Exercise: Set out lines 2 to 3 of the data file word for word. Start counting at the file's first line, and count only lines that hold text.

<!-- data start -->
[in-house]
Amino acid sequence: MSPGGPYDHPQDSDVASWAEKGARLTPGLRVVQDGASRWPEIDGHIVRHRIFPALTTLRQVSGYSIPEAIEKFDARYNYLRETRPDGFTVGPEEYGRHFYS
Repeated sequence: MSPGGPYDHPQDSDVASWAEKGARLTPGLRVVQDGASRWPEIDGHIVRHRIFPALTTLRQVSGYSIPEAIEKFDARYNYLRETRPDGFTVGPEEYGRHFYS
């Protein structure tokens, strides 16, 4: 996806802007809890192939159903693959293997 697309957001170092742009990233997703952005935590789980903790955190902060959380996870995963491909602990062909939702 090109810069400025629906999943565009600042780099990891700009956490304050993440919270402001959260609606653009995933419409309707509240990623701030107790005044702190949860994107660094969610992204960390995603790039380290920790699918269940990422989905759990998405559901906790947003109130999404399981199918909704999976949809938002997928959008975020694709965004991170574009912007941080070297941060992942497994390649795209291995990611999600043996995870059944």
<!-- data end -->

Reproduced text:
Amino acid sequence: MSPGGPYDHPQDSDVASWAEKGARLTPGLRVVQDGASRWPEIDGHIVRHRIFPALTTLRQVSGYSIPEAIEKFDARYNYLRETRPDGFTVGPEEYGRHFYS
Repeated sequence: MSPGGPYDHPQDSDVASWAEKGARLTPGLRVVQDGASRWPEIDGHIVRHRIFPALTTLRQVSGYSIPEAIEKFDARYNYLRETRPDGFTVGPEEYGRHFYS